lapply(dimnames(dt2$precip_data), head)

If we want, we can use the cpcMeltArray function to turn the 3D array of dt2$precip_data into the data.table of dt1$precip_data:

dt3 <- dt2$precip_data %>% cpcMeltArray
colMeans(dt3 == dt1$precip_data, na.rm = T)

This shows that we get the same results either way.

Example 2: Building a Data Library

Now let's imagine that we're not content just querying data from a few weeks, but we want to look at all rainfall over the Northeast United States from 1997-2000. Since this will be a large data set, we're going to use the cpcYearToNCDF function to build a library of .nc files, one for each year, to store our data. That way, we can access it efficiently whenever we want.

download_years <- 1979:2016
success <- vector('list', length(download_years))
for(i in 1:length(download_years)){
  success[[i]] <- cpcYearToNCDF(
    year = download_years[i],
    download_folder = '~/Documents/Data/CPC/',
    empty_raw = TRUE,
    overwrite = FALSE
success <- rbindlist(success)

The download_folder parameter specifies where we want to save our .nc files after we create them. The empty_raw is set to TRUE, so the program will automatically delete the raw files downloaded from the CPC server after the .nc file is successfully created. Finally, the overwrite parameter is FALSE, so for a given year if the .nc file already exists then the function won't download the data and write the data.

We can check the success of the data download:

success[order(success, date)]

If it shows up as "Not Attempted", it's because the .nc file was already downloaded and overwrite was set to FALSE. The process of downloading the files and creating the .nc files is slow, but once they're there, it's very easy to query them. You don't even need to do it from R -- any software package that can read NCDF version 4 files can read them. One way to read the files is with the excellent ncdf4 package like:

nc <- nc_open("~/Documents/Data/CPC/")

You'll notice that the units on the time variable are a bit odd:


However, the advantage here is that the lubridate package's as_date function takes the origin to be 1970-01-01 by default, so you can call as_date(nc$dim$time$vals) without any trouble.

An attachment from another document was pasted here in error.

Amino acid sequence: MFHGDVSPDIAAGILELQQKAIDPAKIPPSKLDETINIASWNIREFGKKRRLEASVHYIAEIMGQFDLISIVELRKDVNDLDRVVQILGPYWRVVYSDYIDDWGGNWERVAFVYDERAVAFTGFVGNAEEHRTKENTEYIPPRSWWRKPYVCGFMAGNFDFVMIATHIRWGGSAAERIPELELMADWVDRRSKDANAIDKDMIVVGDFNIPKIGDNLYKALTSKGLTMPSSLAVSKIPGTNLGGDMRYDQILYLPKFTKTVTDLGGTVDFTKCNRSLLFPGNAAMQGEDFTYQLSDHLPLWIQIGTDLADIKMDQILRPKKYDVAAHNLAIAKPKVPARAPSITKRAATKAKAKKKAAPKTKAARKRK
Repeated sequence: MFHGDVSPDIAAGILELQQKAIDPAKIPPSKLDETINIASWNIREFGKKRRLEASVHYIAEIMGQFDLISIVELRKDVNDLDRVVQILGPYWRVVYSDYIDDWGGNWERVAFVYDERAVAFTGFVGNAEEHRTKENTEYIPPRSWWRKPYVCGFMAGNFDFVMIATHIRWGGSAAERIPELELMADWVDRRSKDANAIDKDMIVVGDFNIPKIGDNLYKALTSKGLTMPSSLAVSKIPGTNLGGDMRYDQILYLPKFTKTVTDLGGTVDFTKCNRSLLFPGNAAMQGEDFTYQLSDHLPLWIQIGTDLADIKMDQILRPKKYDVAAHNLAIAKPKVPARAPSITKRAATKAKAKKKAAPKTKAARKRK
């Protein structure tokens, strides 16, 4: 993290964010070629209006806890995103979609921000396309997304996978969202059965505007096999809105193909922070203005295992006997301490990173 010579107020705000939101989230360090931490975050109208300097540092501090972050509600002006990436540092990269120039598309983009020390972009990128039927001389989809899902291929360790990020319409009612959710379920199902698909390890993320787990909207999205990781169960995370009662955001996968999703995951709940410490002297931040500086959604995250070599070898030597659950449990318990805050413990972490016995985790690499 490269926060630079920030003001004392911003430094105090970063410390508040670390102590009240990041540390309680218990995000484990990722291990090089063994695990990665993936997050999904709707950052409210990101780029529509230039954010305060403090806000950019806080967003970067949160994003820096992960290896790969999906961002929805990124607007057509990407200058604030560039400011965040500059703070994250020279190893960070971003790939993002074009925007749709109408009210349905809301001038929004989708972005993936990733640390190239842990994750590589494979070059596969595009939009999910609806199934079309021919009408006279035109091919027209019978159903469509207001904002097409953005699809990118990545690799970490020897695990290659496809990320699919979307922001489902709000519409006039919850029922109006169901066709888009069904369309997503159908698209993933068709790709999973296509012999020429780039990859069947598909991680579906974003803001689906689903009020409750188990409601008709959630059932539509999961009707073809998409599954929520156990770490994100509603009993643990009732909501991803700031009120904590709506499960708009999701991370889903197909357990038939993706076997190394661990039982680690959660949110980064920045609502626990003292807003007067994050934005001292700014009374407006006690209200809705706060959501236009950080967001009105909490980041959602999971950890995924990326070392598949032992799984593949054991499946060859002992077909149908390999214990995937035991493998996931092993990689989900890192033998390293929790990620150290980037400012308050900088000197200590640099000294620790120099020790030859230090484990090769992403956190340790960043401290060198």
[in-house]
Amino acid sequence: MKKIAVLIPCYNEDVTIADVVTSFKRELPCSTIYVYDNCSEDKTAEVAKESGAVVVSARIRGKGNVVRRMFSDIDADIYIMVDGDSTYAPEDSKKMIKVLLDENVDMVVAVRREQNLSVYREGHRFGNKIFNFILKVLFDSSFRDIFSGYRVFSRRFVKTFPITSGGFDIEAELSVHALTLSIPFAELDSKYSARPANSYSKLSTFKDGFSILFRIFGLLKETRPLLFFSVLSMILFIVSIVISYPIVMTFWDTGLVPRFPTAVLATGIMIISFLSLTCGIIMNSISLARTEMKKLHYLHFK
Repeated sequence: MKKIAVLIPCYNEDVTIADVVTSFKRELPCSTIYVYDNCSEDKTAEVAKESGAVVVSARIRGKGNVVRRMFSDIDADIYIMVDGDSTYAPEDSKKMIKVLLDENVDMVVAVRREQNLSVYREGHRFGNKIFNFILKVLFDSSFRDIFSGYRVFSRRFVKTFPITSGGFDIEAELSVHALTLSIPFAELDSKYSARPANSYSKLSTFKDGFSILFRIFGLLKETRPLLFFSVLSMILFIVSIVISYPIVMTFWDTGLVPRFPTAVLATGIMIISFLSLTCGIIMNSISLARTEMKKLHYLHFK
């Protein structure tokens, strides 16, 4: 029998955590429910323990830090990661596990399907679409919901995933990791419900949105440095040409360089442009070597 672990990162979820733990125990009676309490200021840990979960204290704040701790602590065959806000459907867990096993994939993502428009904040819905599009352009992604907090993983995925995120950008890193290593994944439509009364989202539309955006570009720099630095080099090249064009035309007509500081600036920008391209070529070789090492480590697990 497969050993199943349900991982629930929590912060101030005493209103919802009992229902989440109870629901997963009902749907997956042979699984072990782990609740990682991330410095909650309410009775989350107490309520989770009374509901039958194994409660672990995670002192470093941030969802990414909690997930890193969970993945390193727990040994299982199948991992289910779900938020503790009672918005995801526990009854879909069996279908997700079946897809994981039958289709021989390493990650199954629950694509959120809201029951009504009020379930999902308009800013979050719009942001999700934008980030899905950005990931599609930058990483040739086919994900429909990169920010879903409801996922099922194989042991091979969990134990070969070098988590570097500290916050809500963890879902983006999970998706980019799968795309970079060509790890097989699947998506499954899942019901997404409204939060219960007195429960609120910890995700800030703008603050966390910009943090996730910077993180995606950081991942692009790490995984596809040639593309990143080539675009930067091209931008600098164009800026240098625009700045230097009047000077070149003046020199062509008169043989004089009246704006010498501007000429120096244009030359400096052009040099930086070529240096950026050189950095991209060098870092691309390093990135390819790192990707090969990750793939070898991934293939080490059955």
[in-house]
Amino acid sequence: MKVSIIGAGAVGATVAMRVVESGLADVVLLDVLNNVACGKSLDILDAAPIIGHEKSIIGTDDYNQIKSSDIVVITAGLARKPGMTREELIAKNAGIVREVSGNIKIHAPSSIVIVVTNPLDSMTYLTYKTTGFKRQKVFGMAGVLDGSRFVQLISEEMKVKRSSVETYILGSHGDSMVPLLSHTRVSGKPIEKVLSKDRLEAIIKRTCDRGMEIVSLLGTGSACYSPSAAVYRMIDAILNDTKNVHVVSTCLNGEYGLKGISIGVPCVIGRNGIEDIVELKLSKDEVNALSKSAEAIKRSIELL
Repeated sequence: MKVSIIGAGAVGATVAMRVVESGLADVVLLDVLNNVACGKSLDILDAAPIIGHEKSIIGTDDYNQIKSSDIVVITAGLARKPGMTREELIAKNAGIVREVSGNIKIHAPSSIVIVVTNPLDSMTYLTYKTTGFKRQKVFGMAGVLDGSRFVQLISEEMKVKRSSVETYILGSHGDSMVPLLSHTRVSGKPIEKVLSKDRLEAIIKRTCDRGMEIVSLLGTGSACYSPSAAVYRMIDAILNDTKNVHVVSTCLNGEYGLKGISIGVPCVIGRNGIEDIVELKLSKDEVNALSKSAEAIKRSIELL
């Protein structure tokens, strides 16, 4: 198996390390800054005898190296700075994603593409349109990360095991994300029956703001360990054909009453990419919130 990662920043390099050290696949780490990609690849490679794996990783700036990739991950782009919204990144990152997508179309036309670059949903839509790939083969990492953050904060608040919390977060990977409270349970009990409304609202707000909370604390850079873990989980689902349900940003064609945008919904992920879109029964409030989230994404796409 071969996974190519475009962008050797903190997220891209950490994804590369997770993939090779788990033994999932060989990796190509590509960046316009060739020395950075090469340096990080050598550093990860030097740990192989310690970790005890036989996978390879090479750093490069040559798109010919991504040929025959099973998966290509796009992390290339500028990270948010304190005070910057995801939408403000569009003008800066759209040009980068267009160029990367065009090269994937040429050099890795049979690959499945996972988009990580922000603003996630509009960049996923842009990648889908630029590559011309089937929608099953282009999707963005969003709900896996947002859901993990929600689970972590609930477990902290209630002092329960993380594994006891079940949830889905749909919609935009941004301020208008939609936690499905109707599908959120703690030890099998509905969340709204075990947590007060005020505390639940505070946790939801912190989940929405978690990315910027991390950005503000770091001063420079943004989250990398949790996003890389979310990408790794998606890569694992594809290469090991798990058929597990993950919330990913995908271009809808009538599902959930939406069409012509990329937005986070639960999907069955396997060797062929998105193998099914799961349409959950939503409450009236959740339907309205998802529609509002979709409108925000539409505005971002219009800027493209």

Still, this is a needlessly complicated way to extract data from these files. You don't even have to call r nc_close(nc). The much easier way is to use the cpcReadNCDF function, which can extract data from multiple years at once. Since the .nc files are gridded by default, we can subset the data before reading it in:

dt4 <- cpcReadNCDF(
  start_date = ymd('1997-12-01'),
  end_date = ymd('1999-02-11'),
  lat_lims = c(35, 45),
  lon_lims = c(100, 110),
  download_folder = '~/Documents/Data/CPC/',
  tidy = TRUE,
  round_lonlat = TRUE

The start_date, end_date, lat_lims, and lon_lims parameters are pretty straightforward and do exactly what you would imagine. The download_folder needs to be where the .nc files are stored -- this will be the same as the argument to the cpcYearToNCDF function. The tidy argument, like before, causes the function to return a data.table if TRUE and a 3D array if FALSE. The array can, again, be melted with cpcMeltArray. Finally, the round_lonlat argument is set to TRUE. Under the hood, the function automatically rounded the lat_lims and lon_lims slightly to give results that fit within the data. If round_lonlat is FALSE, then entering values that aren't in the data set will throw an error.


This is a brand new version of this package, so there are likely to be bugs. Please use the issues tracker at to report issues, bugs, improvements, bad documentation, etc. Thanks in advance for your help!

jdossgollin/cpcRain documentation built on April 3, 2018, 12:28 a.m.